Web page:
Ichicoro Ramen to open a sister restaurant in downtown St. Pete's Station House

Two years ago, Ichicoro wowed New York City with its Tampa-style ramen, noodles overflowing with Florida freshness and ingredients. Later that year, Ichicoro Ramen opened in Seminole Heights and the tiny restaurant contained the most sought-after seats of the year. And this autumn, Ichicoro Ane comes to St. Petersburg.

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ST. PETERSBURG — Two years ago, Ichicoro wowed New York City with its Tampa-style ramen, noodles overflowing with Florida freshness and ingredients. Even Gwyneth Paltrow showed up to the pop-up to slurp noodles.

Later that year, Ichicoro Ramen opened in Seminole Heights and the tiny restaurant contained the most sought-after seats of the year. And this autumn, Ichicoro Ane comes to St. Petersburg.

Ane is "older sister" in Japanese, and despite the fact that this big sib will be younger, it will expand upon and add depth to what has continued to make Ichicoro one of the hottest restaurants in Tampa. Noel Cruz, a University of Florida and Culinary Institute of America grad, and partner Kerem Koca have been looking for just the right St. Petersburg location for more than a year, finally inking a deal with Gries Investment Funds partner Steve Gianfilippo for the space that until January was Station House Restaurant and for years before that was Cafe Alma.

Part of what makes Ichicoro so appealing in Tampa is its intimate size (only 40 seats) and its limited menu (a handful of ramen dishes and a few snacks). Ane will be many times that size, with a dramatically larger menu of sharable izakaya and other a la carte Japanese-inspired dishes, plus a full, whiskey-centric bar.

The news joins reports of several new monster restaurant projects potentially debuting in St. Petersburg (Doc Ford's at the Pier, a large one at the new Museum of the American Arts and Crafts Movement and still another at Hyatt Place) as well as the demise of a longtime downtown destination restaurant, Z Grille, whose owners cited "saturation" downtown as a reason for closure.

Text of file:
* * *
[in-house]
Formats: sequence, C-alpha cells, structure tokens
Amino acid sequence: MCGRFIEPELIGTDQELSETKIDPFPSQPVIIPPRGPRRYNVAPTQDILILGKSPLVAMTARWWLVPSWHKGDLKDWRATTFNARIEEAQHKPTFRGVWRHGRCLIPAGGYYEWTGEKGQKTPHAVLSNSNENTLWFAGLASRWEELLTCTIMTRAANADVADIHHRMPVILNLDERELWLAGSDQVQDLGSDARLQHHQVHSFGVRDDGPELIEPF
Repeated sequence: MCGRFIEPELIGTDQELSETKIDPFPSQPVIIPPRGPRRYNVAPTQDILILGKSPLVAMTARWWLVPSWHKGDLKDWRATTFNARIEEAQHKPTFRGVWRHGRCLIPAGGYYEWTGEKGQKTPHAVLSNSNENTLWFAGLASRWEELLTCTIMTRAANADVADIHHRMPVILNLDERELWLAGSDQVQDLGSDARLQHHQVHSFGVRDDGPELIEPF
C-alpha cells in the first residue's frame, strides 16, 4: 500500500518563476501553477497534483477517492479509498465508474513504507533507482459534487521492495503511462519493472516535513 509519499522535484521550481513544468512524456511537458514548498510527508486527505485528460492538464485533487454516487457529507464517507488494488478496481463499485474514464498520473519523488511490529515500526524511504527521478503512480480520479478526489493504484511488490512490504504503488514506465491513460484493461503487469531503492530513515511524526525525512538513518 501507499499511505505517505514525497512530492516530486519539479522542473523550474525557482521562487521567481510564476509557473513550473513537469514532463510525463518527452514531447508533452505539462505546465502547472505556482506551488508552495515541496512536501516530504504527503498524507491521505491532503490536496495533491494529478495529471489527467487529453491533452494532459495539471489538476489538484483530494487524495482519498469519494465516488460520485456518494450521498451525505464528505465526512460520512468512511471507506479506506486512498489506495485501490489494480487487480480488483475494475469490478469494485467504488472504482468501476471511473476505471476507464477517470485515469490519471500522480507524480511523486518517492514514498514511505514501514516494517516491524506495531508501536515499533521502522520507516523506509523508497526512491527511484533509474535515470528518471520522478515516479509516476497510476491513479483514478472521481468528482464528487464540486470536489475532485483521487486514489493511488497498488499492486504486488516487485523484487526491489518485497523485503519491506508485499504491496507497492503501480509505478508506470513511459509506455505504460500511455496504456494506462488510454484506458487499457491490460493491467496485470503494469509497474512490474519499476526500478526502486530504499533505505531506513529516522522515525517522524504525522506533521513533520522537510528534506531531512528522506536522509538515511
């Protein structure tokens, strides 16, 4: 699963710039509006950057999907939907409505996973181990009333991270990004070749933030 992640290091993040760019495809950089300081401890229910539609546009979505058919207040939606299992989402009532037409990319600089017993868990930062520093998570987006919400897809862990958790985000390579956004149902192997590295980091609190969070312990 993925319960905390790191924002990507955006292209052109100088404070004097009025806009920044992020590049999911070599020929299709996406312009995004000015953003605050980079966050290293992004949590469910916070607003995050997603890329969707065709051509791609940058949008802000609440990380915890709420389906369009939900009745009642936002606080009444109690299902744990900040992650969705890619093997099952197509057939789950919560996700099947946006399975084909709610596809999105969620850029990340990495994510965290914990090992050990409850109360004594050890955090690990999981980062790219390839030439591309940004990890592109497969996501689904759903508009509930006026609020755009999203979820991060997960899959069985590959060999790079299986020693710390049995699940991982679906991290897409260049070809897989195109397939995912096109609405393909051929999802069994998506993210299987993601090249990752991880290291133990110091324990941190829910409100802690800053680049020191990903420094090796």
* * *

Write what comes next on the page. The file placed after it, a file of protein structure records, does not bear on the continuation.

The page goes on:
Why are we to think Ichicoro Ane will succeed in this increasingly heated restaurant market, especially in a restaurant location that has seen its share of failure?

For one thing, Gianfilippo, who masterminded the Station House Building with its co-work office suites, conference rooms, coding school and other oh-so-21st century hipness (Charles Trippy, vlogger and bass guitarist for We The Kings got married here recently), is all in.

On Sunday, they begin demolition on the right-hand side of the front steps at 260 First Avenue S so the restaurant entrance is front and center, not tucked in the side alley. And despite the fact that Gianfilippo attended to every design detail of the defunct Station House Restaurant, Cruz convinced him to gut the whole thing and start over.

On Tuesday afternoon, the Times got a private tour of the restaurant space: A small ramen shop over here, a central bar and private dining at the back, huge lounge area serviced by a second bar, murals by artists from New York, lots of exposed brick and polished concrete floors.

"It was a much larger space than Ichicoro in Seminole Heights," Cruz said. "At first blush it seemed like a lot to handle, but the more we thought about it..."


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Gianfilippo, who lived in Tokyo and has been a huge fan of Ichicoro, feels that the organic growth and foot traffic associated with the Station House Building (more than 200 members, with a huge number of weddings, private parties and young professional gatherings) will assure the new restaurant of a customer base beyond fans hiking over from Tampa.

"My plan from Day One was never to become a restaurateur," Gianfilippo said. "I knew I would eventually turn over the space to more cultured partners."

St. Petersburg is not without ramen. Buya Ramen opened in 2016. And there are plenty of sushi restaurants. Ichicoro Ane will not serve sushi per se, but Cruz says he and co-chef Branden Lenz will offer some raw fish dishes among the small plates and that the ramen element will be less of a focus than in Seminole Heights.

Ane will benefit from the staff's experience at the flagship restaurant in Seminole Heights, as well as at the food hall concept Imoto ("little sister") that Cruz and company debuted in February in Birmingham's historic Pizitz Building. The Imoto concept will be replicated in the Heights Public Market that opens this fall in the Armature Works Building in Tampa.

With much of the build out still in front of him, Cruz is bullish about prospects in St. Petersburg.

"We knew we wanted to be on this side. It's the natural progression, to take it to the next step. It won't be radically different. But in a bigger space we get to push the boundaries."

Contact Laura Reiley at [email protected] or (727) 892-2293. Follow @lreiley.

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